He must have thought then that was as bad as things could get especially as he was later released without ever playing a single game.

Masoe replied: “Definitely. And that was probably my worst injury as mentally I wasn’t there.

“But I’m a bit older now and wiser – I hope – so I told myself I had to attack this and be more positive. And it’s worked.”

As for that fateful day itself, the former Sydney Roosters forward said: “I do remember it quite well. There was nothing in it. It was just a freak accident. I’ve got no regrets. At the time it was scary but when I look back now it was just something that happened and I’m just looking forward.”

He is able to do that given the loving family that surround and clearly inspire him with wife Clarissa expecting their baby boy next month.

“That’s one of the goals,” explained Masoe, who is already helping out with household chores.

“I want to just try to get back as much as I can so I can hopefully help out as much as possible and be more independent.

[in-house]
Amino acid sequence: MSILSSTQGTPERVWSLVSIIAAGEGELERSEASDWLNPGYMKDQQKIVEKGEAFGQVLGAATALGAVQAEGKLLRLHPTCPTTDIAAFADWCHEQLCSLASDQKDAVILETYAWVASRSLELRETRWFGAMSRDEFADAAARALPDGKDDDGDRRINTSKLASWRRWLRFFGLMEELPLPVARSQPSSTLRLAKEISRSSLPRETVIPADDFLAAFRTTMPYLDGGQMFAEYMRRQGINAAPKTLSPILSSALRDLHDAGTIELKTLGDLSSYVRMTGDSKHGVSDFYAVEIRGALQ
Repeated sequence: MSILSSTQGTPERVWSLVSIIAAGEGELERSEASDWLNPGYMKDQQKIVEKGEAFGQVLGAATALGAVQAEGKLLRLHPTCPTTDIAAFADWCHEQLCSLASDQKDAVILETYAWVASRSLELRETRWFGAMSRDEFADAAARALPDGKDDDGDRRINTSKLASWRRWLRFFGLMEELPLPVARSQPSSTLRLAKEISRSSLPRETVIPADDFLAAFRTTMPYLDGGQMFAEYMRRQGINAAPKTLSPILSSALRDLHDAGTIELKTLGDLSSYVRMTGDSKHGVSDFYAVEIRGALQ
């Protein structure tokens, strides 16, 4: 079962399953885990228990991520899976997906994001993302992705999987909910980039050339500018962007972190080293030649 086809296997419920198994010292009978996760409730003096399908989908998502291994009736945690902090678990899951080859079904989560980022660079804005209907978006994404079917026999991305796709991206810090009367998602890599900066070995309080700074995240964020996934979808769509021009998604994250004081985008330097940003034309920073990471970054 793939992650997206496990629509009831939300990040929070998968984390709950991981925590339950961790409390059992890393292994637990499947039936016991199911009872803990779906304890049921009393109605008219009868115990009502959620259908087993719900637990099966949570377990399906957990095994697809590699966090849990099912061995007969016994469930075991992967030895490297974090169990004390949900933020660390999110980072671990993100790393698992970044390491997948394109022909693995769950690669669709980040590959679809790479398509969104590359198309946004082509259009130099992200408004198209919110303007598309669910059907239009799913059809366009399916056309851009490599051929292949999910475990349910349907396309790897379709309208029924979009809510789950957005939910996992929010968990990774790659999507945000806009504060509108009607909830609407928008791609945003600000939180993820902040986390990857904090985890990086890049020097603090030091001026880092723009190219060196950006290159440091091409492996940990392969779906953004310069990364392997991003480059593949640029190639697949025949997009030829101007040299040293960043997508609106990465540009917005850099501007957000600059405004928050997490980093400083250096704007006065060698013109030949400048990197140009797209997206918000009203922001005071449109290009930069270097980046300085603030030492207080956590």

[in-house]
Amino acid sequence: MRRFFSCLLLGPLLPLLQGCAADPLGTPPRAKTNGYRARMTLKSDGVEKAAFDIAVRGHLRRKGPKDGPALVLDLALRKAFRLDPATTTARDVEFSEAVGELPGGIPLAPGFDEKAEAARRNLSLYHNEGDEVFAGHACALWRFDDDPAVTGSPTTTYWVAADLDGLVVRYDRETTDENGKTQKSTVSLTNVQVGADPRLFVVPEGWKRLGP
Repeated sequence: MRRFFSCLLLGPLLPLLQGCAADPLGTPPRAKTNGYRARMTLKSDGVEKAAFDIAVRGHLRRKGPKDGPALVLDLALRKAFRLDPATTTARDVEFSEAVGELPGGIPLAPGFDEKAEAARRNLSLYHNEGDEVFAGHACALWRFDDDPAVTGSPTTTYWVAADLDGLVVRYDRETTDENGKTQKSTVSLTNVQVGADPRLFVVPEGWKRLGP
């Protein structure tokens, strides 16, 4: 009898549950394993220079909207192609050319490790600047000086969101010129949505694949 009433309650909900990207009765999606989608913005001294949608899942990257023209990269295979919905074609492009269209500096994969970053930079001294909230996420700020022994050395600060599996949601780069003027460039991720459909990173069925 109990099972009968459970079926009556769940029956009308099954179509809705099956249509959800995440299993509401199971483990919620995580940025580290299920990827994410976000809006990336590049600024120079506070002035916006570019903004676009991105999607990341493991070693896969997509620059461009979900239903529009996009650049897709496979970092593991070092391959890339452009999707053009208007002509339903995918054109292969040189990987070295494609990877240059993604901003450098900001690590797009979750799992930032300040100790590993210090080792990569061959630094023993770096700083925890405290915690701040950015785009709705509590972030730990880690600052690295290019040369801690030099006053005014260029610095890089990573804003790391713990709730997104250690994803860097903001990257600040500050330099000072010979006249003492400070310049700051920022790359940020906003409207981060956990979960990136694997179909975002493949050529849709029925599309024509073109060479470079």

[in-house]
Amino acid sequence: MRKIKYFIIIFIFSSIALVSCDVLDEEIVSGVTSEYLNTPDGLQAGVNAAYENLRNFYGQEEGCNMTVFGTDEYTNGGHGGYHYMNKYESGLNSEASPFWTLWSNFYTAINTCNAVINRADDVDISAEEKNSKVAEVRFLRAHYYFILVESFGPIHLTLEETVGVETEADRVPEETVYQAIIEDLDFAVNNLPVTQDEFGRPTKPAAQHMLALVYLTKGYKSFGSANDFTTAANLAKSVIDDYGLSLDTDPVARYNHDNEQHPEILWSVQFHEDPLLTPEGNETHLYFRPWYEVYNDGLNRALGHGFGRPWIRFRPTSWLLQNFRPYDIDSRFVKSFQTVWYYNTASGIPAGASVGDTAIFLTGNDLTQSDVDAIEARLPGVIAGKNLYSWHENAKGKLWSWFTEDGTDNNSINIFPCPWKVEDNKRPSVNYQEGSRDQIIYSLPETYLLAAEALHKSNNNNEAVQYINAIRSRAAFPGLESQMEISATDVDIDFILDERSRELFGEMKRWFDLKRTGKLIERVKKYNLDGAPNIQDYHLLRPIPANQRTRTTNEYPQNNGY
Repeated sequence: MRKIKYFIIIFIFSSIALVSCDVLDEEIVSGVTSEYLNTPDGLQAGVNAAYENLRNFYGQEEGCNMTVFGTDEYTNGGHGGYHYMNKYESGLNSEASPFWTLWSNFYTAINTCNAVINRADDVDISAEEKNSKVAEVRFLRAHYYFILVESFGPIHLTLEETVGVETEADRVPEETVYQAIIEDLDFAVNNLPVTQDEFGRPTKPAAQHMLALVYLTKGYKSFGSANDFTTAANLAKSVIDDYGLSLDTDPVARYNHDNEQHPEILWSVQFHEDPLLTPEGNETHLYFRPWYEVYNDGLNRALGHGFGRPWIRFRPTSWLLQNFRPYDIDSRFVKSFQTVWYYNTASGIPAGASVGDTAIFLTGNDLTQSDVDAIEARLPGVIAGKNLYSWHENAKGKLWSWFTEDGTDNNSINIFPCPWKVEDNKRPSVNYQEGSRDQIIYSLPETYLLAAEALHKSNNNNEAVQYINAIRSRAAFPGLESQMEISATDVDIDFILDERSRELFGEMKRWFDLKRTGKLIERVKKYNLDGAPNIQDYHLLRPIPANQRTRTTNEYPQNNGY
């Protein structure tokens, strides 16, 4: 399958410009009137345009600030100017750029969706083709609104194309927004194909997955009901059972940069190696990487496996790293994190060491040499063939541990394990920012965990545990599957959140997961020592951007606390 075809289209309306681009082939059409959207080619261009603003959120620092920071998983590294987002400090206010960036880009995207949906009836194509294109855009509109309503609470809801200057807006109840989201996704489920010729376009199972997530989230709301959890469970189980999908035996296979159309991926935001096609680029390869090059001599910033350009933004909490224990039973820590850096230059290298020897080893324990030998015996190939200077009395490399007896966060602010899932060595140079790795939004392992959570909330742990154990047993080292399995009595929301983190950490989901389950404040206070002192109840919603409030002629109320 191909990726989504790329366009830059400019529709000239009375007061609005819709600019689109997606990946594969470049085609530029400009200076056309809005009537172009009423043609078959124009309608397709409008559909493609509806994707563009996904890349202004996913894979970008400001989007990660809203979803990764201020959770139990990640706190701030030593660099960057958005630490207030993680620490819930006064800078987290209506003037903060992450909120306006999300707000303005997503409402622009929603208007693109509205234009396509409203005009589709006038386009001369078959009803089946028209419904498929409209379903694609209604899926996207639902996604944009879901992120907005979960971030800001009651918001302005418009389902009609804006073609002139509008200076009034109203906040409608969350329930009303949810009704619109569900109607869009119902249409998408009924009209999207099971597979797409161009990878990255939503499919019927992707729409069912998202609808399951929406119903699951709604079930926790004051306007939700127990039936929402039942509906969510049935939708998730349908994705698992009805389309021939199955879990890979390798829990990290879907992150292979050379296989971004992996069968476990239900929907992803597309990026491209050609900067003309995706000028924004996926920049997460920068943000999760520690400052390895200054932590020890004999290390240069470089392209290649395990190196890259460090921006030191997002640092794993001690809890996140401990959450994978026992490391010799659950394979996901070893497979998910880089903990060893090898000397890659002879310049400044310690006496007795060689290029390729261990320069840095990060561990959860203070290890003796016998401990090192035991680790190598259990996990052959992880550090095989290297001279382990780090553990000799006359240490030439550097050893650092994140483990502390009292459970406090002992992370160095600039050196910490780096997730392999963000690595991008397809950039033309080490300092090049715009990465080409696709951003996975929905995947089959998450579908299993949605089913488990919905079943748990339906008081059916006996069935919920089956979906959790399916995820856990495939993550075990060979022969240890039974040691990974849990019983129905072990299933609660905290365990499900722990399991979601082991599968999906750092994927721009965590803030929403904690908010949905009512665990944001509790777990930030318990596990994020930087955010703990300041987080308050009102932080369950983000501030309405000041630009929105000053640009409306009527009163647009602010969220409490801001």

“Then, when the baby is here, she doesn’t have to look after me as much and I can do a lot of things around the house.”

Masoe is forever grateful to the support of the rugby league community. The Rugby League Benevolent Fund has been particularly crucial in literally helping the towering forward (Masoe stands at six foot six inches) get back on his feet.

The charity has offered financial support while ever he lives in the country and, when told at the end of March he would have to continue his rehabilitation at home due to the hospital’s need to free up beds for the coronavirus, they intervened to extend his stay.

The club, too, have been massively supportive, agreeing to honour his contract.

Masoe said: “I just want to thank everyone for their support.

“I’m trying to keep people in the loop by putting up posts about my recovery.